Nonetheless, Andrews’s sense that Boomers presided over disastrous transformations in American culture seems right. Particularly within evangelicalism, the beliefs and practices that ascended during Boomer pre-eminence have borne rotted fruit. It was the leadership of the Boomers inside the Southern Baptist Convention — my institutional church home — that led to a one-note emphasis on mass evangelism, cutting corners in discipleship, and empowering charismatic CEO-types, rather than qualified servant-shepherds, to take leadership.

Evangelicalism under the Boomers was indeed often a delusional idealism, an overconfidence in the power of technique and media savvy to effect lasting influence. It’s not a coincidence that the #MeToo revelations that have scorched American media elites have been nearly as omnipresent in conservative Protestantism as in Hollywood: both groups use strikingly similar methods to measure success and anoint leaders. If the current generation of evangelicals succeed in correcting the drifts of our churches and institutions, it will be due firstly to the power and mercy of the Spirit, but also to the willingness of many to admit that those whom we thought were heroes may have been the problem.

But critique and destruction, however necessary, are not sufficient. We need more than the negative examples of Boomers to avoid their mistakes; we need to not only, as Paul wrote, abhor what is evil but also cling to the good. In that spirit, let me offer three examples of Boomers whose legacies give me hope for the future.

John Piper was born at the very top of the Boomer border, in 1946. Timothy Keller was born a little later, in 1950. In their own ways, both men embody many of the signature characteristics of American Boomers. For a Calvinist, Piper is remarkably idealistic. His Southern evangelical pietism doesn’t always play well on the internet. Keller, on the other hand, could be an Aaron Sorkin masterwork: philosophical, articulate, and urbane, he quotes experts and The New York Times, always casting a wide contrast against the typical coastal elite depiction of Christians.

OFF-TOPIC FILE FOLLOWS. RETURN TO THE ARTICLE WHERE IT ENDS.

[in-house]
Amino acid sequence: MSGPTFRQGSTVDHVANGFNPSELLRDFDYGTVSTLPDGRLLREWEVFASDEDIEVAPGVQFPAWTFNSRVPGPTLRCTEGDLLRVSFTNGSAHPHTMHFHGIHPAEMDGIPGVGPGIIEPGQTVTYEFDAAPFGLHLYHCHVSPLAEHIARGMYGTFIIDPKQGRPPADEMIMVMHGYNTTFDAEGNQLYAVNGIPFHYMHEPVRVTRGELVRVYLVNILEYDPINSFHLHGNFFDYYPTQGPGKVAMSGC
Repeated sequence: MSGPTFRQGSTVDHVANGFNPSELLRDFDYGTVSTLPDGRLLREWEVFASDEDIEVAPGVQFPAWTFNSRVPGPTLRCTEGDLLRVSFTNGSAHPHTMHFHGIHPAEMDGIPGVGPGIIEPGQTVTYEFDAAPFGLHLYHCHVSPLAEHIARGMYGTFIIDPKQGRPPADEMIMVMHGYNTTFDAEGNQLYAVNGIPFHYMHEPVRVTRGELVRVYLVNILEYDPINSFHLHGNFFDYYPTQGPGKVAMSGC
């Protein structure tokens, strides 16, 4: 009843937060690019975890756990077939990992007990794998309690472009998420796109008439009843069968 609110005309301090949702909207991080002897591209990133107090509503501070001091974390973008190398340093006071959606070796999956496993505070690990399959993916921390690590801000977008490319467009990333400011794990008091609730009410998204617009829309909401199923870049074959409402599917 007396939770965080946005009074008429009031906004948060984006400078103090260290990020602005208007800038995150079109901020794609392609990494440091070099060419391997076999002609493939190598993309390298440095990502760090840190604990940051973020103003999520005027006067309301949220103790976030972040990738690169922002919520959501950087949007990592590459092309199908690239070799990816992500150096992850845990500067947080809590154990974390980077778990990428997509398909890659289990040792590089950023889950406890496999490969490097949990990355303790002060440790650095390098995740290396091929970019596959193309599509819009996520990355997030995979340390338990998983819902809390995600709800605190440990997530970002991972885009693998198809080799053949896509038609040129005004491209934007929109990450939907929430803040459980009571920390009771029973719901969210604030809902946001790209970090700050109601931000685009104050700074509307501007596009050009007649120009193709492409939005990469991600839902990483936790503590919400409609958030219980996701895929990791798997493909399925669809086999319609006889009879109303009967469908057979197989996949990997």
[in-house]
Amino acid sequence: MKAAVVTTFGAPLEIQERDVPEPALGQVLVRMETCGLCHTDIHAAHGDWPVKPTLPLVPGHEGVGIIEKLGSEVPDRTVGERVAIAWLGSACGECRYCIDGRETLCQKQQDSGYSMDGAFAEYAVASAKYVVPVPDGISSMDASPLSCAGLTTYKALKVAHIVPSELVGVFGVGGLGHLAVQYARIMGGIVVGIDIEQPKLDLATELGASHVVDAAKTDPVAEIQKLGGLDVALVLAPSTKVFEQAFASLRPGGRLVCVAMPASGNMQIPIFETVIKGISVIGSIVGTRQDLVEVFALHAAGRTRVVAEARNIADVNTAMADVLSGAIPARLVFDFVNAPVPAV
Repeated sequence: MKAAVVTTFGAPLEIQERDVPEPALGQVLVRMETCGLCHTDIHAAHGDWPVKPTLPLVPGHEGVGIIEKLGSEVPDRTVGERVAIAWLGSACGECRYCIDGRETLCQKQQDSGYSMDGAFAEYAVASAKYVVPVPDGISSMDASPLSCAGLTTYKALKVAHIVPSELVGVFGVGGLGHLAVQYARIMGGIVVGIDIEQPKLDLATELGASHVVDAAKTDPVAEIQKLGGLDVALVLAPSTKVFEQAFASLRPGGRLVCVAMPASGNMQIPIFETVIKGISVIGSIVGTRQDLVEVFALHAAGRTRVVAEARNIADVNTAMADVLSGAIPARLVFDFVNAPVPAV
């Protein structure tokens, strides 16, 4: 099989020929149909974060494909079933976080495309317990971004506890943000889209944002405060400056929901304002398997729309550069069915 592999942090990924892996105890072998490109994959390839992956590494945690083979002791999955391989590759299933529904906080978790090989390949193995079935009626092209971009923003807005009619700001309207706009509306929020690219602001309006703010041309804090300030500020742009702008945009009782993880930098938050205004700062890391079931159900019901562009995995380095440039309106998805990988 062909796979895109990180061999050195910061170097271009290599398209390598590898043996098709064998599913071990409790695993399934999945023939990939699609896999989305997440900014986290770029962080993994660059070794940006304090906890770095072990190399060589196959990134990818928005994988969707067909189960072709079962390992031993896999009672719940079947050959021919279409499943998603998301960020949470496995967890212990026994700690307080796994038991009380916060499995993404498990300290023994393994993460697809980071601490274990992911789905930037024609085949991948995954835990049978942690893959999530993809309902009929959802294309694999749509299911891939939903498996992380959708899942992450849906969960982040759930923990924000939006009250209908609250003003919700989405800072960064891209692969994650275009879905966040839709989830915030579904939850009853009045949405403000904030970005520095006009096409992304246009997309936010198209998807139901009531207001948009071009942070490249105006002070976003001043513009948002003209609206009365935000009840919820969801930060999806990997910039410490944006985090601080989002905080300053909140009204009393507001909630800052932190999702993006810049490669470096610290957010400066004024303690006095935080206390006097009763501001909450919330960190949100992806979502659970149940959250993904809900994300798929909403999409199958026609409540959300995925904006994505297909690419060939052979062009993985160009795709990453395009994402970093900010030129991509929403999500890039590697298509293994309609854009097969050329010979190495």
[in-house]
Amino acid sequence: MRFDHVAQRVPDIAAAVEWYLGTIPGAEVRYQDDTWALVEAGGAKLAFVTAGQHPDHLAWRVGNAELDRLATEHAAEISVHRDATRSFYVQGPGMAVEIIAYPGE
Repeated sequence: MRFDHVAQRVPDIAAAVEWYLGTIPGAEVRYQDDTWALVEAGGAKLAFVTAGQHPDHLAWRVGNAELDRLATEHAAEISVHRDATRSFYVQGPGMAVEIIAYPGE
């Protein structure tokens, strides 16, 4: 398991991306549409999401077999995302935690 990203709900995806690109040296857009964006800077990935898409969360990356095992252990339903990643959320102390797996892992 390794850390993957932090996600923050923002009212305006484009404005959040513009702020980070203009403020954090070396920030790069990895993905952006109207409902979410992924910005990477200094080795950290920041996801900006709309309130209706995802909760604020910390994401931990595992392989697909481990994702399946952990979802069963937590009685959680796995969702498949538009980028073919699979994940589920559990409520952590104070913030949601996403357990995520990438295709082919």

But I can’t listen to anyone talk about the Boomers without thinking of the way these two men, in the twilight of their lives (Keller was recently diagnosed with pancreatic cancer), have stood like pillars as the chaotic waves of evangelicalism have crashed around them. There are no accusations of marital infidelity or sexual abuse. They’ve allowed oceans of money from books and speaking to pass them by, choosing to entrust advances and honorariums to non-profit ministries. They didn’t go to seminary to become celebrity pastors; both men were firmly middle-aged and seasoned pastors before publishing their first books. You don’t have to agree with everything they say to appreciate the race they’ve run, alongside so many other runners who abandoned the course. In a morass of American Christian culture that seemingly has a new villain exposed every month, these two Boomers look primed to finish their race as patriarchs of thousands of faithful pastors and teachers.

The third Boomer is my father. It’s not just that he’s the man I love and respect more than any other man in the world. It’s that, for as long as I’ve been able to think about stuff like this, I’ve felt something was true of his will and outlook on the world that wasn’t true of me. There is a steely-eyed determination in him to do as much as he can for those he loves and serves, no matter the personal inconvenience. The phrase “self-care” means nothing to him. He is not interested in his personality profile or Enneagram number.

As long as I’ve known him, he has taught and modeled one thing: doing what’s right as much as you can. Whatever his Boomer naivete about the power of higher education, he put his kids through college on a minister’s salary that couldn’t provide health insurance. Dad would reject any insinuation that he’s exceptional. He would say he only did what he learned to do. The lesson stuck to him far better than it ever stuck to me. I pray to get there one day.

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Posted by Samuel James

Samuel D. James is associate acquisitions editor for Crossway Books.